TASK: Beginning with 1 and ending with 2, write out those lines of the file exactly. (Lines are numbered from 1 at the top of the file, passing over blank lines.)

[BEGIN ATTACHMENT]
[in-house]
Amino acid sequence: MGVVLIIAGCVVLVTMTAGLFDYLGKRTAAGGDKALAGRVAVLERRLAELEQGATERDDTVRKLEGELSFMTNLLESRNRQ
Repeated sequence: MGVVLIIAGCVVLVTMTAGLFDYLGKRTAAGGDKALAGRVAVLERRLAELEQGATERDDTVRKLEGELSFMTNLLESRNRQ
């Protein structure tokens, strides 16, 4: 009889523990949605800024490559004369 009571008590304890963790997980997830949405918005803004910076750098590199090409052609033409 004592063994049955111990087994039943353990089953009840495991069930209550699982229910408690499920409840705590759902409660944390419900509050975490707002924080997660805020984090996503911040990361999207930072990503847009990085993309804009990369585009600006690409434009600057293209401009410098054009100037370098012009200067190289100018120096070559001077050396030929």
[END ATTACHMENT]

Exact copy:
[in-house]
Amino acid sequence: MGVVLIIAGCVVLVTMTAGLFDYLGKRTAAGGDKALAGRVAVLERRLAELEQGATERDDTVRKLEGELSFMTNLLESRNRQ